A Whole Lot Of Hollerin' To Save A Dying Art

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National hollerin' champion Tony Peacock lets loose for the crowd at this year's National Hollerin' Contest in Spivey's Corner, N.C. i i

National hollerin' champion Tony Peacock lets loose for the crowd at this year's National Hollerin' Contest in Spivey's Corner, N.C. Lauren Justice/The Fayetteville Observer hide caption

itoggle caption Lauren Justice/The Fayetteville Observer
National hollerin' champion Tony Peacock lets loose for the crowd at this year's National Hollerin' Contest in Spivey's Corner, N.C.

National hollerin' champion Tony Peacock lets loose for the crowd at this year's National Hollerin' Contest in Spivey's Corner, N.C.

Lauren Justice/The Fayetteville Observer

For most young people, "hollerin'," now often shortened to "hollaaa," is part of pop culture slang. But once upon a time, hollerin' brought to mind a different culture.

Drive an hour south of Raleigh, N.C., and you might stumble upon Spivey's Corner. It's a tiny hamlet, not really a town — one stoplight, no post office.

But there is a monument with an engraving that declares Spivey's Corner the "hollerin' captial of the universe." The "t" and the "i" are mixed up, but the point remains: Hollerin' is a point of pride in Spivey's Corner, home of the National Hollerin' Contest.

A Language Like Yodeling

Larry Jackson, who has won the contest eight times, calls this area home. "I grew up hearing hollerin' when I was a young boy. And the functional hollers were sort of like a language," he explains. "Each holler meant different things, and you communicate from farm to farm and around on the farm. Back before telephones, you know, it was kind of hard to communicate to your neighbor." So, instead folks hollered to say good morning or call out a warning.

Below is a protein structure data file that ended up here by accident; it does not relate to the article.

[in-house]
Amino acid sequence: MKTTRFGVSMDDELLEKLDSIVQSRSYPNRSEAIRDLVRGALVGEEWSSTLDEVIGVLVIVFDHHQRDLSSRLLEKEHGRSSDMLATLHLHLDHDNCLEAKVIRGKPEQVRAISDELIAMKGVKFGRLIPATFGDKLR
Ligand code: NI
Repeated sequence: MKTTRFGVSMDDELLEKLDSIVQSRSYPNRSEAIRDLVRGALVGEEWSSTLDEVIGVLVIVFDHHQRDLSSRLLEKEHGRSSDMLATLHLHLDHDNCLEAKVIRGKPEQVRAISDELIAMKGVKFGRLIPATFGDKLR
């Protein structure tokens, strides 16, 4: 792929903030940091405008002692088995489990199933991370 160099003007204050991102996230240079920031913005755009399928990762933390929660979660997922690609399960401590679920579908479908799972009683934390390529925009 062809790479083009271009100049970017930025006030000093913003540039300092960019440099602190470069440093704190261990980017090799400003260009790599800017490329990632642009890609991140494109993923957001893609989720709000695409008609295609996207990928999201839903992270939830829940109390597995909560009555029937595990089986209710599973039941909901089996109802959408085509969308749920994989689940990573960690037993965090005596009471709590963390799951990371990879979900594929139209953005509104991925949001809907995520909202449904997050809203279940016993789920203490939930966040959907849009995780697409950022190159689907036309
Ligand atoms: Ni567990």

See And Hear Hollerin' In Action

AP/YouTube

This year's winner, Tony Peacock, the first contestant in the above video of the 2009 contest, is a regular competitor at the National Hollerin' Contest. He was a first runner-up in last year's contest.

Kevin Jasper, a four-time champ, compares hollerin' to yodeling. "Where a yodeler will go 'yodel-yodel,' a hollerer won't use his tongue. He'll just go 'oh-oh-oh,' " he says.

A Contest Of A Different Time

Jasper, Jackson and another man, Tony Peacock, have a monopoly on this contest. One of the three has captured the crown every year since 1999.

This year's contest, which was held on Saturday, was no different: Peacock won. But that's a problem for a competition that has been dominated by three men over the age of 50 and has struggled to recruit young talent.

In its heyday, the contest drew crowds of onlookers in the thousands. But just a few hundred turned out over the weekend.

Peacock says the way people communicate today has changed. Plus, many people live in cities, and this piercing sound travels far. "You know, we live a lot closer today, and you have to be respectful of people's personal space," Peacock says.

Outsiders Wanted ...

Organizers say that for the contest to survive, they need more men like Jasper, a self-described "city boy" who lives near Winston-Salem, N.C., about three hours northwest of Spivey's Corner.

Jasper never heard a holler in his life until he saw a contest winner on The Tonight Show with Johnny Carson in the 1970s. At that moment, Jasper resolved to teach himself hollerin' so he too could be a star. He bought a CD with recordings from old experts, and on his commute to work, he would listen to his favorites on repeat, echoing their hollers.

More on 'Hollerin"

... And A Savior, Too

The National Hollerin' Contest began in 1969 to save this endangered form of communication from extinction. But today, it seems the hollerin' contest itself could use a savior. Only seven men competed this year, along with a handful of women and children.

Spivey's Corner hopes to boost turnout by adding exhibits that teach youngsters about the history of the art. Eventually, maybe kids across the country will learn that hollerin' means something more than a lyric in a hip-hop song.

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